• However, Amendment No. 1092 (text available here at S7966-7967) was agreed to in the Senate by Unanimous Consent on November 29. This Amendment inserted a provision (based closely on S. 1228 (Combating Military Counterfeits Act of 2011), which was reported favorably by the Senate Judiciary Committee in July) entitled "Detection and Avoidance of Counterfeit Electronic Parts."
    • Among other provisions, this Amendment adds the following requirements:
      • Secretary of Homeland Security shall "establish a risk-based methodology for the enhanced targeting of electronic parts imported from any country . . ." (§ 848(b)(1) – S7966).
      • If CBP "suspects a product of being imported or exported in violation of section 42 of the Lanham Act [15 U.S.C. § 1124], and subject to applicable bonding requirements, the Secretary of the Treasury is authorized to share information appearing on, and unredacted samples of, products and their packaging and labels, or photographs of such products, packaging and labels, with the rightholders of trademarks suspected of being copied or simulated, for purpose of determining whether the products are prohibited from importation pursuant to such section." (§ 848(b)(2) – S7966).
      • Amends 18 U.S.C. § 2320 by adding provisions relating to military goods or services such that
        • If a qualifying offense is committed (by trafficking or attempting to traffic in goods or services and knowingly uses a counterfeit mark, the use of which is likely to cause confusion, to cause mistake or to deceive), AND
        • The good or service "malfunctioned, failed or was compromised" AND
        • Could reasonably be foreseen to cause serious bodily injury or death, disclosure of classified information, impairment of combat operations or other significant harm to a member of the Armed Forces or to national security AND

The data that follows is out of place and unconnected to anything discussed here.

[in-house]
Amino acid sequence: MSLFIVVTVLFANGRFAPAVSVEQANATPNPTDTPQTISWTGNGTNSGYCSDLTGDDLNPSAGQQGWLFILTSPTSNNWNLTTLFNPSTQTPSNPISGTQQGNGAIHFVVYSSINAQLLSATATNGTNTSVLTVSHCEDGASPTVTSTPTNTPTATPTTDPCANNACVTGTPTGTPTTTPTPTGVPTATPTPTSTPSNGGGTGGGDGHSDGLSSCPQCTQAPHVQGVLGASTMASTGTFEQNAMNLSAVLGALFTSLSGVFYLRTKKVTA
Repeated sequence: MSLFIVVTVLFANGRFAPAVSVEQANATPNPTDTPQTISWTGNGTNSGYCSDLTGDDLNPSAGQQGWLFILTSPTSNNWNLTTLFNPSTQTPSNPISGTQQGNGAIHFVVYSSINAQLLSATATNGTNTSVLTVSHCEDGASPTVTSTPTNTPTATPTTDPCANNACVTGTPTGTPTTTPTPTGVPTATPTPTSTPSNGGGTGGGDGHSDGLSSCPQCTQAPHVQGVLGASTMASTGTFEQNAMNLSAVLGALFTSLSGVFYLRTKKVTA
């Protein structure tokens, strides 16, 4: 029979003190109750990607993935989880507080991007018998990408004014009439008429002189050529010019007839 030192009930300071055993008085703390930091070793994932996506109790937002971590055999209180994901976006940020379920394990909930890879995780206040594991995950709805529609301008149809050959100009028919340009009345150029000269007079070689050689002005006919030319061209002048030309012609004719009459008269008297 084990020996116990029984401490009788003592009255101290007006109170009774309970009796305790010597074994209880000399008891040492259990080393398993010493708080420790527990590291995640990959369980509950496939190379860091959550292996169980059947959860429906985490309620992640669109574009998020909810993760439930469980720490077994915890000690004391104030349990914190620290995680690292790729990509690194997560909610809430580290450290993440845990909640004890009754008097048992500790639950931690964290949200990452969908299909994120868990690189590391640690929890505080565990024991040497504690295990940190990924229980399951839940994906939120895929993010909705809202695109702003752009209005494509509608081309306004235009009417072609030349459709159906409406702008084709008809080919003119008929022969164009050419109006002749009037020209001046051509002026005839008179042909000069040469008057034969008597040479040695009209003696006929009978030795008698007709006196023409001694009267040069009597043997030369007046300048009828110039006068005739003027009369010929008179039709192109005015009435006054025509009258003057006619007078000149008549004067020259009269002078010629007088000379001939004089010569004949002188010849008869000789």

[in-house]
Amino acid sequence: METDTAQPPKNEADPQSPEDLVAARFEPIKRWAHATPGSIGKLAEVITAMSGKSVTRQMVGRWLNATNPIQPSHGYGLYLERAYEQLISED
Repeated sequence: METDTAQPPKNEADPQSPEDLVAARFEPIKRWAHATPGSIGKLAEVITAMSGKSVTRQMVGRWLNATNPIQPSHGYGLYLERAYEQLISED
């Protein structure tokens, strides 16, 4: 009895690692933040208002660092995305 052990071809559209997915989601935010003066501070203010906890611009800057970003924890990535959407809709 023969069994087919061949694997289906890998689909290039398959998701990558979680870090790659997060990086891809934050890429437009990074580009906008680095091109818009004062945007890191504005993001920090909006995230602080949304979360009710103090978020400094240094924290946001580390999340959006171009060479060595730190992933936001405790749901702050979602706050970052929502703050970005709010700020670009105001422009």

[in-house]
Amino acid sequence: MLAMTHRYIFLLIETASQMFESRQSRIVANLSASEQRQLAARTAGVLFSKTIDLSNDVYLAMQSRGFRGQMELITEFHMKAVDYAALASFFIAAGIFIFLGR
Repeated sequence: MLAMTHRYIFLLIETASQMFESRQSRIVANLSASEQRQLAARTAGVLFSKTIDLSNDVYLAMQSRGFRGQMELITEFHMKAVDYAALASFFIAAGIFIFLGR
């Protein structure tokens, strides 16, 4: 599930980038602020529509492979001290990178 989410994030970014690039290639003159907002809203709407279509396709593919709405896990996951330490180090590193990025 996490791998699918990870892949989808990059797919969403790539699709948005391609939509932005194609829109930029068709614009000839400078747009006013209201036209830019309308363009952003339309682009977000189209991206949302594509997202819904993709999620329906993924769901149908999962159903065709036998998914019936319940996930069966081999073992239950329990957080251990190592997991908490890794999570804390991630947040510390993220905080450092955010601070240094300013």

• The offender had knowledge that the good or service was falsely identified as meeting military standards or is intended for use in a military or national security application;
        • THEN the following penalties will apply:
          • Maximum fines increased from $2 million to $5 million or maximum sentence is increase from no more than 10 years to no more than 20 years, or both (for individuals)
          • For subsequent offenses, individuals would be subject to fines up to $15 million, imprisoned for not more than 30 years, or both.
          • Or, if the offender is other than an individual, the maximum fine remains at $15 million.
          • For subsequent offenses, non-individual offenders would be subject to a fine of up to $30 million.
      • Sentencing Commission required to determine whether Federal Sentencing Guidelines should be amended to reflect the "intent of Congress that penalties for such offenses be increased for defendants that sell infringing products to, or for the use by or for, the Armed Forces" or law enforcement or "for use in critical infrastructure or in national security applications." § 848(f)(2).
      • This Bill did not provide a definition for "counterfeit electronic part," instead requiring the Secretary of Defense to provide such definition. § 848(g)(1).
    • Status: S. 1867 as amended was agreed to in the Senate by a vote of 93-7 on December 1, 2011.
  • Counterfeit Drug Penalty Enhancement Act of 2011 – introduced in the Senate on November 17, 2011 as S. 1886 by Sen. Patrick J. Leahy (D-Vt.) (text, as introduced, is here) and in the House as H.R. 3468 by Rep. Patrick L. Meehan (R-Pa.)
    (text, as introduced, is here)
    • Amends 18 U.S.C. § 2320(a) to double the maximum fine to be assessed for trafficking in "counterfeit drugs" (defined under the Food, Drug and Cosmetic Act, 21 U.S.C. § 321(g)(2) to the following: 1) $4 million for individual defendants; and 2) $10 million for "persons other than individuals" (e.g., entities of any sort, including corporations, companies, associations and organizations).